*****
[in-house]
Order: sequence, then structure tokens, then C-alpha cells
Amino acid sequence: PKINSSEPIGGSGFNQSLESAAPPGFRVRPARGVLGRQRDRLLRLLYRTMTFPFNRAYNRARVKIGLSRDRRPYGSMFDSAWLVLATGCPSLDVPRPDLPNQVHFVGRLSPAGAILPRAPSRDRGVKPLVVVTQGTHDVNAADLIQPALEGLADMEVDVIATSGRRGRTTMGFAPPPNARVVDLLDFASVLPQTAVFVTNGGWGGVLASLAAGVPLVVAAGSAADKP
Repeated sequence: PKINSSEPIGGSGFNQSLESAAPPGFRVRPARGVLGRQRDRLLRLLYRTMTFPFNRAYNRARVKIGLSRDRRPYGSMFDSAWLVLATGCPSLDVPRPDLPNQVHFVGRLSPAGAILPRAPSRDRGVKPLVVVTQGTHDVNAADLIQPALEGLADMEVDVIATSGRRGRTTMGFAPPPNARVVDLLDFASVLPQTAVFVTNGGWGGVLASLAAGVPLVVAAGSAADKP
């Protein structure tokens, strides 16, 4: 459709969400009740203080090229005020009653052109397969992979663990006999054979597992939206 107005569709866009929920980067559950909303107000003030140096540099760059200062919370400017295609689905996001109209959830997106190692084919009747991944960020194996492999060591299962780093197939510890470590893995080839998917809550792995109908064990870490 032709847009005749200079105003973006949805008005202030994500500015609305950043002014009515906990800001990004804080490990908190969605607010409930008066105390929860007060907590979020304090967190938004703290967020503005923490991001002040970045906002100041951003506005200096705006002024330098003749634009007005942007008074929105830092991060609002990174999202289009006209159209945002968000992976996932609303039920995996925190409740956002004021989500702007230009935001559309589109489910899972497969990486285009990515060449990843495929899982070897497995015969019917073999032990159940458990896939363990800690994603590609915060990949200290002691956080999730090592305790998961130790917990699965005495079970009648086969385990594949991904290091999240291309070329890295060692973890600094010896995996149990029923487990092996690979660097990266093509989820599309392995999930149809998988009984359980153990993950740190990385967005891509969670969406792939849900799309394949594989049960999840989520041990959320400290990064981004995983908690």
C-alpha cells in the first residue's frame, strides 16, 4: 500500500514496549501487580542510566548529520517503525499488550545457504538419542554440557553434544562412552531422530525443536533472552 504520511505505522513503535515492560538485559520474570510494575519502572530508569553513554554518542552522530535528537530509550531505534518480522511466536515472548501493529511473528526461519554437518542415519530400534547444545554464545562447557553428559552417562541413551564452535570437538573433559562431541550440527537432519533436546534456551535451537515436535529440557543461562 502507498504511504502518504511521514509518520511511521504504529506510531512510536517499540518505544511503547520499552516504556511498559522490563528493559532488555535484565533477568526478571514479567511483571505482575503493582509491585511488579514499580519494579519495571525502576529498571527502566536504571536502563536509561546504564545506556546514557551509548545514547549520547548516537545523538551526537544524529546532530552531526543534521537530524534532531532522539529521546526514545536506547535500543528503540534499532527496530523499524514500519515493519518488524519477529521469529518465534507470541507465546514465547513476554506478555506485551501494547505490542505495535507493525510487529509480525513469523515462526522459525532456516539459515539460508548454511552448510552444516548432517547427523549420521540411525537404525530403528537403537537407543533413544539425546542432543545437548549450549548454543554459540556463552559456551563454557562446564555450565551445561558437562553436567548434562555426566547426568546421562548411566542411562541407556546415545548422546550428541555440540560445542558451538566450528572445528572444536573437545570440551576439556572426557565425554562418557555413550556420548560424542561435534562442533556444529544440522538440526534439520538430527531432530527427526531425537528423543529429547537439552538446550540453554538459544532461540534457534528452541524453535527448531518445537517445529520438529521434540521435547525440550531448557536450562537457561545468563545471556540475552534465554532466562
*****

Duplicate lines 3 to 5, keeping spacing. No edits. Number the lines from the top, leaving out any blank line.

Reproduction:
Amino acid sequence: PKINSSEPIGGSGFNQSLESAAPPGFRVRPARGVLGRQRDRLLRLLYRTMTFPFNRAYNRARVKIGLSRDRRPYGSMFDSAWLVLATGCPSLDVPRPDLPNQVHFVGRLSPAGAILPRAPSRDRGVKPLVVVTQGTHDVNAADLIQPALEGLADMEVDVIATSGRRGRTTMGFAPPPNARVVDLLDFASVLPQTAVFVTNGGWGGVLASLAAGVPLVVAAGSAADKP
Repeated sequence: PKINSSEPIGGSGFNQSLESAAPPGFRVRPARGVLGRQRDRLLRLLYRTMTFPFNRAYNRARVKIGLSRDRRPYGSMFDSAWLVLATGCPSLDVPRPDLPNQVHFVGRLSPAGAILPRAPSRDRGVKPLVVVTQGTHDVNAADLIQPALEGLADMEVDVIATSGRRGRTTMGFAPPPNARVVDLLDFASVLPQTAVFVTNGGWGGVLASLAAGVPLVVAAGSAADKP
């Protein structure tokens, strides 16, 4: 459709969400009740203080090229005020009653052109397969992979663990006999054979597992939206 107005569709866009929920980067559950909303107000003030140096540099760059200062919370400017295609689905996001109209959830997106190692084919009747991944960020194996492999060591299962780093197939510890470590893995080839998917809550792995109908064990870490 032709847009005749200079105003973006949805008005202030994500500015609305950043002014009515906990800001990004804080490990908190969605607010409930008066105390929860007060907590979020304090967190938004703290967020503005923490991001002040970045906002100041951003506005200096705006002024330098003749634009007005942007008074929105830092991060609002990174999202289009006209159209945002968000992976996932609303039920995996925190409740956002004021989500702007230009935001559309589109489910899972497969990486285009990515060449990843495929899982070897497995015969019917073999032990159940458990896939363990800690994603590609915060990949200290002691956080999730090592305790998961130790917990699965005495079970009648086969385990594949991904290091999240291309070329890295060692973890600094010896995996149990029923487990092996690979660097990266093509989820599309392995999930149809998988009984359980153990993950740190990385967005891509969670969406792939849900799309394949594989049960999840989520041990959320400290990064981004995983908690």